According to our anodizer, green does not "take" as well if the parts are not "perfect".

Having done more research, we will be sourcing a semi-local outfit that can tumble the parts.
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Re: How to polish cox engine parts

Post  jsesere on Thu Jan 15, 2015 3:31 pm

Green and blotchy? Sounds like the Cox Green Frog high performance engine might sell. :-)
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Re: How to polish cox engine parts

Post  schiada96 on Thu Jan 15, 2015 4:45 pm

Have you tried electro polish before anodize? Your guy should be able to help with that.
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Re: How to polish cox engine parts

Post  Cox International on Thu Jan 15, 2015 4:51 pm

We farm out the anodizing to a large commercial outfit and they don't polish, etc.
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Re: How to polish cox engine parts

Post  schiada96 on Thu Jan 15, 2015 4:53 pm

Electro polish is a plate process. Ask your plate guy. It is a common process used on aluminum and stainless.
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Re: How to polish cox engine parts

Post  Cox International on Thu Jan 15, 2015 4:55 pm

No idea lol. However, they can't do any better unless we have them prepped by an outside source.
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Re: How to polish cox engine parts

Post  schiada96 on Thu Jan 15, 2015 4:58 pm

Well maybe they tried already. You could send them to Embee plating in Santa Ana Calif. They do beautiful work.
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Re: How to polish cox engine parts

Post  Cox International on Thu Jan 15, 2015 5:03 pm

Our anodizer does great work as well but, when we send them parts with tool chipping, there is not much they can do.
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Re: How to polish cox engine parts

Post  Mark Boesen on Thu Jan 15, 2015 9:06 pm

schiada96 wrote:Well maybe they tried already. You could send them to Embee plating in Santa Ana Calif. They do beautiful work.

lol, i wonder if these people did the anodizing back-in-the-day?
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Re: How to polish cox engine parts

Post  schiada96 on Fri Jan 16, 2015 3:27 pm


I the trouble is the engine on page 7 of the tach race. I would bet that electo polish would fix the white spots on the crank case and the "hard" spots on the tank.
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Whilst on the subject ...

Post  dinsdale on Sun Jan 18, 2015 2:41 am

Does anyone here do their own abrasive blasting?  I'm thinking of procuring a small bench-top blasting cabinet and was wondering if any of youse out there have experience in doing this to Cox and other small engines.  Specifically I'm looking for a compare/contrast between glass bead and soda blasting.

Anyone ...?
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Re: How to polish cox engine parts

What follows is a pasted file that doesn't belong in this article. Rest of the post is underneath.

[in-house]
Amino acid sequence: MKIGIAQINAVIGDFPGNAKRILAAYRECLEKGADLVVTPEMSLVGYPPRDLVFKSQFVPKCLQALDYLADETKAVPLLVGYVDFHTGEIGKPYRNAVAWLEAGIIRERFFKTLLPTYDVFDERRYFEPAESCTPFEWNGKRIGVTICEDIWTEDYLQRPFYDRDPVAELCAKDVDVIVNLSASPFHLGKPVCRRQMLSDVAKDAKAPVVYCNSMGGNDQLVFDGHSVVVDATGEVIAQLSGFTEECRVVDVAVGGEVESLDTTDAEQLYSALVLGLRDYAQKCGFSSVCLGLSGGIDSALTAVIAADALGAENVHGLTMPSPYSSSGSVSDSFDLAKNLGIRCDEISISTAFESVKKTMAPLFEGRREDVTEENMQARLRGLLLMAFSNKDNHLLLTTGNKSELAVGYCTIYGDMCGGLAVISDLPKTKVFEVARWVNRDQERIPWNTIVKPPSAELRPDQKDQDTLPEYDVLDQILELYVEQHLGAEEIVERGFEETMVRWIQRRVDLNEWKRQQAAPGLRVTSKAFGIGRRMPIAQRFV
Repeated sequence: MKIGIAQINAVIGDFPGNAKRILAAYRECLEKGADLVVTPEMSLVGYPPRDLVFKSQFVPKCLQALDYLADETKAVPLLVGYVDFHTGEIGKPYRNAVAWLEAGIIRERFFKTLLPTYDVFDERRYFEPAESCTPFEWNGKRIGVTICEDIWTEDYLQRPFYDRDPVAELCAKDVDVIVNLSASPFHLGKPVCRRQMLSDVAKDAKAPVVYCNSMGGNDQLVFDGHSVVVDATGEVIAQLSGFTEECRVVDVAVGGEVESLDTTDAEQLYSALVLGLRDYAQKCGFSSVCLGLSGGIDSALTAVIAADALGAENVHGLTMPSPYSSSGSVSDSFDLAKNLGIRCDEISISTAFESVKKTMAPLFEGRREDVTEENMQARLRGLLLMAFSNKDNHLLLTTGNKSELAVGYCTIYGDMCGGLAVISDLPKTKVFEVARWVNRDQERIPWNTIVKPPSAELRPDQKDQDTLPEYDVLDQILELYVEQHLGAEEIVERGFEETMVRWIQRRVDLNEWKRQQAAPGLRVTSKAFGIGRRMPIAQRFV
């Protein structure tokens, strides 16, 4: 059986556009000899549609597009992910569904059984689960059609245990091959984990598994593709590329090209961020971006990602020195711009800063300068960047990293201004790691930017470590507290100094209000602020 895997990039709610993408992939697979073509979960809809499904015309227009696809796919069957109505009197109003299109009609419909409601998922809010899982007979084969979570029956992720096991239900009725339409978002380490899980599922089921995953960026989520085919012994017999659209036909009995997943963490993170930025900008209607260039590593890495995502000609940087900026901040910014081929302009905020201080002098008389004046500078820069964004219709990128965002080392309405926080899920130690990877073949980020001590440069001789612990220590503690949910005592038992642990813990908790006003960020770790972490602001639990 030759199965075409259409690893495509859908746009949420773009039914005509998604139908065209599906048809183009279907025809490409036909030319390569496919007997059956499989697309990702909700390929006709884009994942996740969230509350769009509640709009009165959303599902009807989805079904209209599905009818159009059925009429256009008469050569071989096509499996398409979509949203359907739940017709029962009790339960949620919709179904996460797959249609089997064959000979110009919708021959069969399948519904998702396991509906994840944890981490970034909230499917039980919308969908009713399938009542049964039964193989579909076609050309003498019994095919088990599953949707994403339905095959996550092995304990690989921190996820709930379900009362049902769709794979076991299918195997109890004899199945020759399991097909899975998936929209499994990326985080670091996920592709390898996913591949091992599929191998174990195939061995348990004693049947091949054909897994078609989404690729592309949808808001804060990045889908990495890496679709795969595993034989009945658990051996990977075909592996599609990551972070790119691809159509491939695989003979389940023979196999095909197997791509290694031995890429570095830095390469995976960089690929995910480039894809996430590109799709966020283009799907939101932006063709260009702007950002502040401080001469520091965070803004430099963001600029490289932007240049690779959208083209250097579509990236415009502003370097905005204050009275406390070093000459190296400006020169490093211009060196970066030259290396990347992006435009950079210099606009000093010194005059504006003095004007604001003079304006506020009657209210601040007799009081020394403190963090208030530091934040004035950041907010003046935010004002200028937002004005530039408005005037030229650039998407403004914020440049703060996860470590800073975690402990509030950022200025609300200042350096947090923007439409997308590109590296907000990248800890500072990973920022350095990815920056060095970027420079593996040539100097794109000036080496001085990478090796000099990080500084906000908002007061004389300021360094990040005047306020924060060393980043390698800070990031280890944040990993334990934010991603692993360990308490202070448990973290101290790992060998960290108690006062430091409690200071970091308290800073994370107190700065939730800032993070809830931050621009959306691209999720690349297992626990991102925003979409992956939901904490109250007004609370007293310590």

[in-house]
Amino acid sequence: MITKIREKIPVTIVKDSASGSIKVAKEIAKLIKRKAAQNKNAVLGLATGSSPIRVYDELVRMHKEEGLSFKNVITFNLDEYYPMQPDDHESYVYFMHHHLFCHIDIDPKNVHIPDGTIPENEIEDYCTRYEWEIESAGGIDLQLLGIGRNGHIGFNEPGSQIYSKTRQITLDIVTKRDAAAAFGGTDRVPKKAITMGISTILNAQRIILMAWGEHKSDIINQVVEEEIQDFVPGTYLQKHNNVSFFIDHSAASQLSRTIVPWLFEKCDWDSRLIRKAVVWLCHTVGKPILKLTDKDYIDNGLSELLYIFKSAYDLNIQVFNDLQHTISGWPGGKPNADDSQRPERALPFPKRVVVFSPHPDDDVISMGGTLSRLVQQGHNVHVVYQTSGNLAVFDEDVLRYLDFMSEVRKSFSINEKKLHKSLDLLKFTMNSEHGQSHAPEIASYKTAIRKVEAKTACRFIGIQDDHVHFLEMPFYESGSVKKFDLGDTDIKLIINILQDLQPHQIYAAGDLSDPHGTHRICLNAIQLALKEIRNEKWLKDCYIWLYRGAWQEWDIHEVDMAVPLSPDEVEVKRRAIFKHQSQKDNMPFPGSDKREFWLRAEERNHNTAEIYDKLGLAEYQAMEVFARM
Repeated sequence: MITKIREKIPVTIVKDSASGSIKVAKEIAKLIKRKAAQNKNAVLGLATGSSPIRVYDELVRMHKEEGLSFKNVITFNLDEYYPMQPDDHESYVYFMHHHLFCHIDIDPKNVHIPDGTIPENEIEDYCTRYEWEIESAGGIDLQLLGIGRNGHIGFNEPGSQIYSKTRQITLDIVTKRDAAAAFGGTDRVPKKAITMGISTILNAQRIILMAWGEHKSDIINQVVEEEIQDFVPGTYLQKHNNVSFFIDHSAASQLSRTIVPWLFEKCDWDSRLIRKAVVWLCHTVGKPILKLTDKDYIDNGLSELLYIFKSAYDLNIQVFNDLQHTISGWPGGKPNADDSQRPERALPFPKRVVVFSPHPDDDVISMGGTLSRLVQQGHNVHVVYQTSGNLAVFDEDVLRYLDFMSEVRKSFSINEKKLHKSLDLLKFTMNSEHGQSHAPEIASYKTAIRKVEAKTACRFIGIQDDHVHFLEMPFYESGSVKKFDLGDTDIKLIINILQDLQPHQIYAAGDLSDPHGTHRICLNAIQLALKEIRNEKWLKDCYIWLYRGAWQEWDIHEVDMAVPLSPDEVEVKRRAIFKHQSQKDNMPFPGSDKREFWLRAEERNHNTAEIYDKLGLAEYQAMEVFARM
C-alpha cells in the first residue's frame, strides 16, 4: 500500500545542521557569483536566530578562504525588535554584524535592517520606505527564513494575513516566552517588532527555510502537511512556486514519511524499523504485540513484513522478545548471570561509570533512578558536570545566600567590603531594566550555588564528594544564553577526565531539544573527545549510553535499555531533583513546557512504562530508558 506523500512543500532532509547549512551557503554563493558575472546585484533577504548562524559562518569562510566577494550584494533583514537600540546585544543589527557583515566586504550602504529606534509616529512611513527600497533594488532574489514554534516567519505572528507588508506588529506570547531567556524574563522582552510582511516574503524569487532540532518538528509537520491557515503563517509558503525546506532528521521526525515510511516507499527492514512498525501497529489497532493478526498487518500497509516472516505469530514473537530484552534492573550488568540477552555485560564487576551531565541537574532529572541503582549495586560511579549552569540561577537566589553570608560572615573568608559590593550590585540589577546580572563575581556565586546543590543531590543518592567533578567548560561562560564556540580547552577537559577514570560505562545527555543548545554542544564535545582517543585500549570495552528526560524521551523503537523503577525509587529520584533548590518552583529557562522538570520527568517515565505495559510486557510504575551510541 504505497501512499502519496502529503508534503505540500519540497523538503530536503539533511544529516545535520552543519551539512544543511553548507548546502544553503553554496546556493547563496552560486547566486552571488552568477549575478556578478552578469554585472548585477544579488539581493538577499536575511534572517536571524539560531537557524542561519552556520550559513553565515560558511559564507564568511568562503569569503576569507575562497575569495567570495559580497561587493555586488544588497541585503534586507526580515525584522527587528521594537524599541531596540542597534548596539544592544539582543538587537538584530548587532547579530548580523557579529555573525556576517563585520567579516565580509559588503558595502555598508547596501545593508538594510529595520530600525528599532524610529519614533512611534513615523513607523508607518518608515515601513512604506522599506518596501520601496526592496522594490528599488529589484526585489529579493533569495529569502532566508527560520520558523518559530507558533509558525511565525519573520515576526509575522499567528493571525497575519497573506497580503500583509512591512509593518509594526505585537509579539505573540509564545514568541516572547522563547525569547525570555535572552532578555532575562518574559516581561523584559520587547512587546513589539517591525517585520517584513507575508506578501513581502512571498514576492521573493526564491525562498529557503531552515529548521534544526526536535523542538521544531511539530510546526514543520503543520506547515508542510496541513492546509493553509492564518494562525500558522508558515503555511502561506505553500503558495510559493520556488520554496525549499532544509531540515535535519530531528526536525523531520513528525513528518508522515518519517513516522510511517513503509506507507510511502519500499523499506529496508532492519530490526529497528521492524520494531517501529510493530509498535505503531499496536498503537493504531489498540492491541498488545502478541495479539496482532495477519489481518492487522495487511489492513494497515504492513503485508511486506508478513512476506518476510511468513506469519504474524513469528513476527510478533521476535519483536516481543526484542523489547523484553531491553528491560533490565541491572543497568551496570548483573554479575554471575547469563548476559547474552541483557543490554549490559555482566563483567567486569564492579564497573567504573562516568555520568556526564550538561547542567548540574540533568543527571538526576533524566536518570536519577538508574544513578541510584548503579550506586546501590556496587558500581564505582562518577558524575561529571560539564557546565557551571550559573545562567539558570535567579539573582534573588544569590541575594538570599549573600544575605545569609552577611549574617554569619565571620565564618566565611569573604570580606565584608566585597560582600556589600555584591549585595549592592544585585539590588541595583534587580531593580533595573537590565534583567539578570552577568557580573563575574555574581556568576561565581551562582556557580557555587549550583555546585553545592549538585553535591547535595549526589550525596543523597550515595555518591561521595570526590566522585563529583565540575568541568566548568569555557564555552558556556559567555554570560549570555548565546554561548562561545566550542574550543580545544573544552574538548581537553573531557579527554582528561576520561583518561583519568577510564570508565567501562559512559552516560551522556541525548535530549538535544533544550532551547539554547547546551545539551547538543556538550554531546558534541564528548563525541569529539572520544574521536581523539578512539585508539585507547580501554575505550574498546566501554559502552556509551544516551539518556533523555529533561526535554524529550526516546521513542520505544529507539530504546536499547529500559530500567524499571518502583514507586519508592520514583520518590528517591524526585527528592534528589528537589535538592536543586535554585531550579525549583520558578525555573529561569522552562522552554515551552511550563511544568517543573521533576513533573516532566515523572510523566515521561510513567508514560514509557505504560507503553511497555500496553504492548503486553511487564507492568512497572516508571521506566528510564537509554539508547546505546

Post  KariFS on Sun Jan 18, 2015 3:43 am

Soda is safe, but it only removes paint and dirt, not much else. Motorcycle carburetors (cast light alloy) look like new after soda blasting.

With glass beads results vary depending on the pressure and bead quality, I have not done it myself but I have seen parts right after bead blasting. It does change the surface texture of aluminum a little, the surface looked rougher than what it was before. Might be a good preparation for paint.

I have sand-blasted some motorcycle cast aluminum parts, the surface became rough which was OK because I was going to paint them anyway. The paint stuck to the rough surface better than to the smooth original cast surface.

So, for what it's worth, I would start with soda, the rest depends on what kind of surface you are looking for.

For me COX parts are small enough to polish with a Dremel and paste Wink
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Re: How to polish cox engine parts

Post  getback on Sun Jan 18, 2015 7:08 am

dinsdale , I have used bead blasting at were I work for several years and it is great stuff on larger parts / quick to strip . This was a contained unit . By larger I mean than Cox engines // If you were to use this you will want to flush with HOT water really good and blow out good to get the beads out of the engine . This stuff can ruin an engine in a matter of seconds if drawn into the combustion chamber while running . On the other hand I haven't heard of soda blasting ,so I looked up , here a guy made his own rig for cheap that is interesting http://www.garagenight.tv/diy-soda-blasting-build-your-own-rig-cheap/ And works quite well also no risk of destroying an engine . Eric Very Happy
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Re: How to polish cox engine parts

Post  KariFS on Sun Jan 18, 2015 8:05 am

I forgot to mention earlier that water dissolves soda, so clean-up of the parts after blasting is easy, just rinse with some hot water. Hot water makes the parts hot, which in turn makes them dry faster. I like to dip or wipe aluminum parts with alcohol after cleaning, it'll take off all the water and possible grease residues. That way the natural oxidization of aluminum surface (which starts in minutes after pure ally is exposed to air) happens evenly and it seems that parts stay clean and shiny longer.